that out (with my modified FindGTK3.cmake)

And with the version number I could now identify that ancient ;-) install
and reproduce it. They probably do something similar to what I do in cmake.
I'Ve checked in a fix to no longer convert windows paths.

8) The current setup process does not install QT

I've been hesitant to switch this on since it's such a large download
and I'm not sure which "Qt" should be installed. The Qt project provides
official 32- and 64-bit installers for VS 2012 and a 32-bit installer
for VS 2010. We provide 32- and 64-bit packages for VS 2010. We sign the
EXEs and DLLs in our packages but the Qt project doesn't. I don't know
if anyone provides VS 2013 packages.

Folks only have to download it as often as it changes! Or is the issue
server resources?

Maybe we don't have to provide it, but we should check for it (env path,
maybe registry) and if we can't identify a matching Qt install we should
issue a message on which version to install and where to find it.

9) To build qtshark without wireshark still requires the installation
   of gtk2 or gtk3 for glib, gmodule, gthread

I think we should switch from the separate wireshark-gtk2 and
wireshark-qt-release directories to a common deployment directory, e.g.
"wireshark-deploy" or "wireshark-stage". This would presumably help to
unify our build targets.

Is this referring to the nightly builds? (I never looked at how they are
done in detail).


(I'd also like to get rid of ui/qt/QtShark.pro at some point in favor of
CMake. Qt Creator supports CMake projects well enough, and having to
maintain QtShark.pro for different platforms is a pain.)

I won't mind :-)

10) The setup process does not allow for the simultanous installation
   of gtk2 and gtk3

Does GTK3 work well enough on Windows to drop GTK2? This would simplify
things quite a bit.

It's OK for me but there are some folks complaining about it from the cheap
seats :-)

Old marketing technique: Switch to GTK3 first and then people will love the
QT version even more ;-)

11) The installation of some build tools (python, cmake, cygwin-stuff
    cat, bash) might be automated - depending on the setup script
    maybe not all of them.

So maybe something more similar to the macosx setup is wanted. Not maybe
the compile-it-yourself approach but an installation into a standard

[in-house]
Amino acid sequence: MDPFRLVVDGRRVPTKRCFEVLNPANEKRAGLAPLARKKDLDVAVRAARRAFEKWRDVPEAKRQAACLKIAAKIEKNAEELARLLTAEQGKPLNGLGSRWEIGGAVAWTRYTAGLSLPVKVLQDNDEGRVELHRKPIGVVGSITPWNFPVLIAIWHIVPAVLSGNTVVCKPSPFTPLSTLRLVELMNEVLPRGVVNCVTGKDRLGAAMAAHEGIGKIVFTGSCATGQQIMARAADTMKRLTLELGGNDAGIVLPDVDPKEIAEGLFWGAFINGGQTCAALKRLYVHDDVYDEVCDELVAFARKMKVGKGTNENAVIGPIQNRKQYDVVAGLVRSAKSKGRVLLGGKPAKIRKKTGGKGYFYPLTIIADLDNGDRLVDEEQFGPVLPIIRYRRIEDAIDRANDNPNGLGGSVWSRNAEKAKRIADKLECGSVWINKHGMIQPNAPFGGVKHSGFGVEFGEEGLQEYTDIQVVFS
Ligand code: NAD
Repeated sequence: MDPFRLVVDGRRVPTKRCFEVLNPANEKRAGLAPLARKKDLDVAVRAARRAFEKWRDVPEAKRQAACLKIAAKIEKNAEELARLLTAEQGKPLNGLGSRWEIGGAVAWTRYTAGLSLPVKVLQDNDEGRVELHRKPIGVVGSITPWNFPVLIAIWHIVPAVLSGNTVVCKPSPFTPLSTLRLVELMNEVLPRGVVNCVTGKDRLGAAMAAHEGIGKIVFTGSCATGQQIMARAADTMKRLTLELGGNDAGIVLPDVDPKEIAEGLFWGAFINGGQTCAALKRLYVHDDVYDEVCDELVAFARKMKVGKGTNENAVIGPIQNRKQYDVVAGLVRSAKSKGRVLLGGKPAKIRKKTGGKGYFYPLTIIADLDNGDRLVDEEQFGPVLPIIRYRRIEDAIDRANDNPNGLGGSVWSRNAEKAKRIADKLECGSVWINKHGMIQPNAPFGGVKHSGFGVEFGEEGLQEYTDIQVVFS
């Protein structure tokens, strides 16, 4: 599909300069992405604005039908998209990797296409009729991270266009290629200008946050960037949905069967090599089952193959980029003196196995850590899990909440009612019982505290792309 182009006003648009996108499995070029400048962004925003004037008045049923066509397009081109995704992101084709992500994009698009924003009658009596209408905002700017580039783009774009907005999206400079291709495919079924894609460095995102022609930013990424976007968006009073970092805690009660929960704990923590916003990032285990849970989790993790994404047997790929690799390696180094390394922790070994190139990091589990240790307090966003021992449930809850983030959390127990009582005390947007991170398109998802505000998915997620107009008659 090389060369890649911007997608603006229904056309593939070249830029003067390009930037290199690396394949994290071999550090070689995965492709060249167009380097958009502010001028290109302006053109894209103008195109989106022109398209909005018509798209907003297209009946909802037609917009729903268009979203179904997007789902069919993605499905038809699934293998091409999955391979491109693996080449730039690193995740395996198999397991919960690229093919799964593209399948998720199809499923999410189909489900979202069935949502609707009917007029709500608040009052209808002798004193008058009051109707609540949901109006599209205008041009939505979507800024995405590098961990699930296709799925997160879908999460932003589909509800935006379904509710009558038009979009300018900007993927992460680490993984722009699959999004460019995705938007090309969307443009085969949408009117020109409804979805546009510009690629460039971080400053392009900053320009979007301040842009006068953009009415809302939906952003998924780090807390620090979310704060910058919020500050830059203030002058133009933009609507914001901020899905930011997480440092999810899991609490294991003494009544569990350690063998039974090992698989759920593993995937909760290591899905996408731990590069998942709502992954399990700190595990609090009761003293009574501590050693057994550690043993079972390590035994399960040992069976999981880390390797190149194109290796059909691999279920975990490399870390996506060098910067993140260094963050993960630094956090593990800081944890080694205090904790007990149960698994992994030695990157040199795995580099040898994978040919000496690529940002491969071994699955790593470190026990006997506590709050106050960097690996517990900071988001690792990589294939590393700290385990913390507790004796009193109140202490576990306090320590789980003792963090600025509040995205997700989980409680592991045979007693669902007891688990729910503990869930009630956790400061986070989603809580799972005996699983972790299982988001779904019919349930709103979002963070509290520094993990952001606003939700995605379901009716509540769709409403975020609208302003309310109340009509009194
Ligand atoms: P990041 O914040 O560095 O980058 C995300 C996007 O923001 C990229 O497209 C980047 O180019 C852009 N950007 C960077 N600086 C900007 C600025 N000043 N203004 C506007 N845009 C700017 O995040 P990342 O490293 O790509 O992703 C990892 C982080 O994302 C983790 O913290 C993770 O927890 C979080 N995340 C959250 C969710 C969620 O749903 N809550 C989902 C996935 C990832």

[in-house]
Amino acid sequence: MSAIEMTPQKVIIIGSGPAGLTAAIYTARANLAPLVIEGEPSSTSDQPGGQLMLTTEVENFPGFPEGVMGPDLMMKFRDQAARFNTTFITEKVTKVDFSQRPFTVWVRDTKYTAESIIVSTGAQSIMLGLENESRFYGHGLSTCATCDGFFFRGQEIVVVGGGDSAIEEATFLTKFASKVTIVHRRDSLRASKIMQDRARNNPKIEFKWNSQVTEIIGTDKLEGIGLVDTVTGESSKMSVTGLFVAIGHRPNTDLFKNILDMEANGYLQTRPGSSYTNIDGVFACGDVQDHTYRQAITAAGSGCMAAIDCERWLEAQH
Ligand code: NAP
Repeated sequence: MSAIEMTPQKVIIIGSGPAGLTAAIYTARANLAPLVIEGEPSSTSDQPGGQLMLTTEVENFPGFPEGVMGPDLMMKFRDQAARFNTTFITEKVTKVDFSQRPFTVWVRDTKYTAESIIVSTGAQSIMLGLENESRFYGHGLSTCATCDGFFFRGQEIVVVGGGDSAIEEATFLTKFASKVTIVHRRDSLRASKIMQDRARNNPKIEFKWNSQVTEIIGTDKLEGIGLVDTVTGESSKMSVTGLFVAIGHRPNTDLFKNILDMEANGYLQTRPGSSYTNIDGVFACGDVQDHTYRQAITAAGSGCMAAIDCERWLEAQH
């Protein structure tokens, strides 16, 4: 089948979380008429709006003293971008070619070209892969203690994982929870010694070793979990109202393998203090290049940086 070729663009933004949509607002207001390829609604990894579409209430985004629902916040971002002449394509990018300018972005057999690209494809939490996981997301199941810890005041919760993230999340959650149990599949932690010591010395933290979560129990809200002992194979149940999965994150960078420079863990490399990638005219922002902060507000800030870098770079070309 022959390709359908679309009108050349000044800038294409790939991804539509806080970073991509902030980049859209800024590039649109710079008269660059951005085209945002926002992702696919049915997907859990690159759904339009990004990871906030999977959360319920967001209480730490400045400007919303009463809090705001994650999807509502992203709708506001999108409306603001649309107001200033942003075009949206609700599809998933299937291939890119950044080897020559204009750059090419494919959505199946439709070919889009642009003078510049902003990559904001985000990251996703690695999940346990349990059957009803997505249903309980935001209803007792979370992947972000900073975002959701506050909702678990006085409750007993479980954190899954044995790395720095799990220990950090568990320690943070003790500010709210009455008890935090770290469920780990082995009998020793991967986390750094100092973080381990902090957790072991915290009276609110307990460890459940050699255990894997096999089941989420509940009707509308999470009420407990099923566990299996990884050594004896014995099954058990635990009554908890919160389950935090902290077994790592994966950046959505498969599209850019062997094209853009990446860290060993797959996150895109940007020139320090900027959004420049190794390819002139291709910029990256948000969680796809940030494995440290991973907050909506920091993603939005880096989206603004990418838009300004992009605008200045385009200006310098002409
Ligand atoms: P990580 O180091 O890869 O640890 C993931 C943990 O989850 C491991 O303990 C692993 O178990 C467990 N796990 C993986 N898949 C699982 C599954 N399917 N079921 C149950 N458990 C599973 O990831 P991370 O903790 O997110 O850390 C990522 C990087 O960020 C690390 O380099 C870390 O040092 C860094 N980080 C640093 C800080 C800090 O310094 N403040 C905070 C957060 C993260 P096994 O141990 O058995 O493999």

directory structure.

So what I'd like to have is a script (.bat or maybe Powershell) that
similar to the macosx-setup.sh script:

- Contain a list of packages and their versions
- Download missing packages
- Download missing tools
- Install not-yet-installed packages (includes, libs) into a standard
  directory structure

Feedback, ideas, details anyone?

Sounds good to me. I like Graham's suggestion of using Chocolatey/Nuget
since they're currently the best option for package management under
Windows. I'd be willing to convert our current Windows libraries to
Nuget packages, and have them conform to Coapp's directory layout[1].

If we could find or create Chocolatey packages for Bison and Flex that
would go a long way toward dropping the requirement for Cygwin.

Aren't there perl or python versions of these tools yet ;-)

The GNUWin32 project provides Bison and Flex and sometime in the past in my
"Removing the Cygwin dependency" experiments I did get the GNUWin32
binaries to do the job.  I'll have a hunt for that VM, hopefully I still
have it somewhere.

[1] The end goal being that someone else take over maintenance of the
packages. Some men dream of the heavens. I dream of no longer having to
create third-party Windows development libraries.

That would be nice, but if we are signing packages it might continue for
some time yet.

I'll be offline for the next 3 days (long weekend), so no comments until monday
from me.

Thanks for all the comments

Joerg Mayer                                           <jmayer () loplof de>
We are stuck with technology when what we really want is just stuff that
works. Some say that should read Microsoft instead of technology.